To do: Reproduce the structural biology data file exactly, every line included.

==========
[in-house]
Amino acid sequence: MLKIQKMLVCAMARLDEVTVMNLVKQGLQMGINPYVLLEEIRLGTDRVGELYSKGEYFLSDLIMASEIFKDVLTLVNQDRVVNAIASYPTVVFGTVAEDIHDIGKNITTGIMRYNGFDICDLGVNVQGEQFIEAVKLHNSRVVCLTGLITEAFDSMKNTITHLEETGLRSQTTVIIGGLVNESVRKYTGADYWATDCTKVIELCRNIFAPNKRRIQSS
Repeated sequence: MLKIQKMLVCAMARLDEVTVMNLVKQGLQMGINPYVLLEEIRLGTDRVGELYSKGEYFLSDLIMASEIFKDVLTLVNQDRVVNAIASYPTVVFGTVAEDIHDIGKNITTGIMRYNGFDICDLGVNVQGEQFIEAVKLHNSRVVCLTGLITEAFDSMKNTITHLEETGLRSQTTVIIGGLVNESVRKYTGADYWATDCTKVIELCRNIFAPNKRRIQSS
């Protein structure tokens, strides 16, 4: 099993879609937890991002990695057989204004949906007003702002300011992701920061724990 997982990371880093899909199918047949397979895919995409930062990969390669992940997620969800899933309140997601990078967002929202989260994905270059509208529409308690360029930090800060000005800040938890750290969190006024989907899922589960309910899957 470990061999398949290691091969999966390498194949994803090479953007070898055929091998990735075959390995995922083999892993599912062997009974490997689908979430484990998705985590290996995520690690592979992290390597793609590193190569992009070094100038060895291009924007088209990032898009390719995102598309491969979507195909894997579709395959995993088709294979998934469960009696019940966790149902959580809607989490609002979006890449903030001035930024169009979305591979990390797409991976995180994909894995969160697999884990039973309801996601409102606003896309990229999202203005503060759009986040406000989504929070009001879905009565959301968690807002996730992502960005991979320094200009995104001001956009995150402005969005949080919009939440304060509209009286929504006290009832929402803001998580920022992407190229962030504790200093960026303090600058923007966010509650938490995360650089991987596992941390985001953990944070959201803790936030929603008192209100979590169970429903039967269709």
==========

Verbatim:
[in-house]
Amino acid sequence: MLKIQKMLVCAMARLDEVTVMNLVKQGLQMGINPYVLLEEIRLGTDRVGELYSKGEYFLSDLIMASEIFKDVLTLVNQDRVVNAIASYPTVVFGTVAEDIHDIGKNITTGIMRYNGFDICDLGVNVQGEQFIEAVKLHNSRVVCLTGLITEAFDSMKNTITHLEETGLRSQTTVIIGGLVNESVRKYTGADYWATDCTKVIELCRNIFAPNKRRIQSS
Repeated sequence: MLKIQKMLVCAMARLDEVTVMNLVKQGLQMGINPYVLLEEIRLGTDRVGELYSKGEYFLSDLIMASEIFKDVLTLVNQDRVVNAIASYPTVVFGTVAEDIHDIGKNITTGIMRYNGFDICDLGVNVQGEQFIEAVKLHNSRVVCLTGLITEAFDSMKNTITHLEETGLRSQTTVIIGGLVNESVRKYTGADYWATDCTKVIELCRNIFAPNKRRIQSS
């Protein structure tokens, strides 16, 4: 099993879609937890991002990695057989204004949906007003702002300011992701920061724990 997982990371880093899909199918047949397979895919995409930062990969390669992940997620969800899933309140997601990078967002929202989260994905270059509208529409308690360029930090800060000005800040938890750290969190006024989907899922589960309910899957 470990061999398949290691091969999966390498194949994803090479953007070898055929091998990735075959390995995922083999892993599912062997009974490997689908979430484990998705985590290996995520690690592979992290390597793609590193190569992009070094100038060895291009924007088209990032898009390719995102598309491969979507195909894997579709395959995993088709294979998934469960009696019940966790149902959580809607989490609002979006890449903030001035930024169009979305591979990390797409991976995180994909894995969160697999884990039973309801996601409102606003896309990229999202203005503060759009986040406000989504929070009001879905009565959301968690807002996730992502960005991979320094200009995104001001956009995150402005969005949080919009939440304060509209009286929504006290009832929402803001998580920022992407190229962030504790200093960026303090600058923007966010509650938490995360650089991987596992941390985001953990944070959201803790936030929603008192209100979590169970429903039967269709």